[Haskell-cafe] Language complexity & beginners

Mike Meyer mwm at mired.org
Tue Feb 9 18:03:39 UTC 2016

> The point I have tried to convey was that:
>   - the ))) ( patterns are hard to parse visually
>   - the $ helps to alleviate that
> ..which is fairly orthogonal to common subexpression elimination or
> formatting.
> $ allows one to write more complex expressions -- precisely without
> resorting to diluting code with formatting.

I agree, but '$' still needs to be used with a bit of care. For instance,
given these choices:

> someFn $ someOtherFn $ more $ more $ val
> (someFn . someOtherFn . more . more $ val)
> someFn (someOtherFn (more (more val)))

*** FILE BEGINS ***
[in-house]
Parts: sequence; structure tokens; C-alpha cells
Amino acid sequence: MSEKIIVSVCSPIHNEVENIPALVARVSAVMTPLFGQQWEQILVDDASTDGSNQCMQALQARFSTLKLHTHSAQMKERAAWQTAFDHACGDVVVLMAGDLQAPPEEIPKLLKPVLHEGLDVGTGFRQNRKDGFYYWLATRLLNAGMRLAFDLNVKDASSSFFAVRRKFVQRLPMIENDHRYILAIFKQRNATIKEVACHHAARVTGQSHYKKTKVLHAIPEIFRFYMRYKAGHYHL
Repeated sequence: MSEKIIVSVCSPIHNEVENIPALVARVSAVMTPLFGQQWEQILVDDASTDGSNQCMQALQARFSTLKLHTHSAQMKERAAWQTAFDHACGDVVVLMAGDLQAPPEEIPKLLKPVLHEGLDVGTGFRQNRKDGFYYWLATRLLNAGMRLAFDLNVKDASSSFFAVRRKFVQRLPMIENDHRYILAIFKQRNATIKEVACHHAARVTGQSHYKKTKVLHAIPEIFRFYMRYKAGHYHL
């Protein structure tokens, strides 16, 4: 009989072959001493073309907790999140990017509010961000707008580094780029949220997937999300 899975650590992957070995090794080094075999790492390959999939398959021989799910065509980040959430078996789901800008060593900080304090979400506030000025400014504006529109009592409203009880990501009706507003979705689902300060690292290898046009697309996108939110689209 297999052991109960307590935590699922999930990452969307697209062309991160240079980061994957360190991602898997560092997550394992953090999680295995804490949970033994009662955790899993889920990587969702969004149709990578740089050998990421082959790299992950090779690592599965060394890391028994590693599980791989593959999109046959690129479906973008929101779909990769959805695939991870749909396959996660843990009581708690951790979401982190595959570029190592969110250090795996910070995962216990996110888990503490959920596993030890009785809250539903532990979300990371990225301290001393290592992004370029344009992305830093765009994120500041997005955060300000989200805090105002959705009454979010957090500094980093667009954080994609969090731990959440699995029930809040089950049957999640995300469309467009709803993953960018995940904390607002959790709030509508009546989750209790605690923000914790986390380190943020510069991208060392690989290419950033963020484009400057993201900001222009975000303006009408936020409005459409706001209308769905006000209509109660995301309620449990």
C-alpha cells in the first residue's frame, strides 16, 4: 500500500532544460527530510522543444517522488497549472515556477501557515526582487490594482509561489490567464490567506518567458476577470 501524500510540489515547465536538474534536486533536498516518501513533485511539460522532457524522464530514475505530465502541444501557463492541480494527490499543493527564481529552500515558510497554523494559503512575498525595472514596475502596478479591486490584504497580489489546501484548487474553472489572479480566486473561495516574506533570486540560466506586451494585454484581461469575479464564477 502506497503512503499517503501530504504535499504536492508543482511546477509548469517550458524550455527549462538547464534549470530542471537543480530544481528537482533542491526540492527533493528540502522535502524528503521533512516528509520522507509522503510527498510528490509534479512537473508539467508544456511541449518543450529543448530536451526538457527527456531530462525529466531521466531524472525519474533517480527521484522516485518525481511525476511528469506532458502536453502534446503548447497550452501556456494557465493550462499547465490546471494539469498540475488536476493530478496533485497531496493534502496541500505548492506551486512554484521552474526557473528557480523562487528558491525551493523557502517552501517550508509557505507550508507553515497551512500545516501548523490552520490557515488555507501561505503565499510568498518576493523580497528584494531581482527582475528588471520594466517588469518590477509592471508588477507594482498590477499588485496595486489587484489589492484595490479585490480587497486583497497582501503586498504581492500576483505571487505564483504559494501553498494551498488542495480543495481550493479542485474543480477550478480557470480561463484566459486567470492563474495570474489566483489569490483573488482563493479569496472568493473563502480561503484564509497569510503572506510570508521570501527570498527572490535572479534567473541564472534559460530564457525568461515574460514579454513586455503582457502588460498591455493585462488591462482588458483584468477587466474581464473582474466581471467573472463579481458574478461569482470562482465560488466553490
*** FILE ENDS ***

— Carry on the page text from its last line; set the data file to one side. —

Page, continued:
I like one not on the list:

someFn . someOtherFn . more $ more val

as it's simpler in that there are fewer things to parse than the other
options. The middle option in the first three without the extra global
'()'s is close, and might even be better in context once they are removed,
but the last one makes me long for he old LISP super-parens, even though I
thought and still think they were a bad idea.

So my rule of thumb is one '$' for expression or sub-expression, using '.'
instead of '$' prior to that to make the distinction between building a
functional value and applying it stand out.
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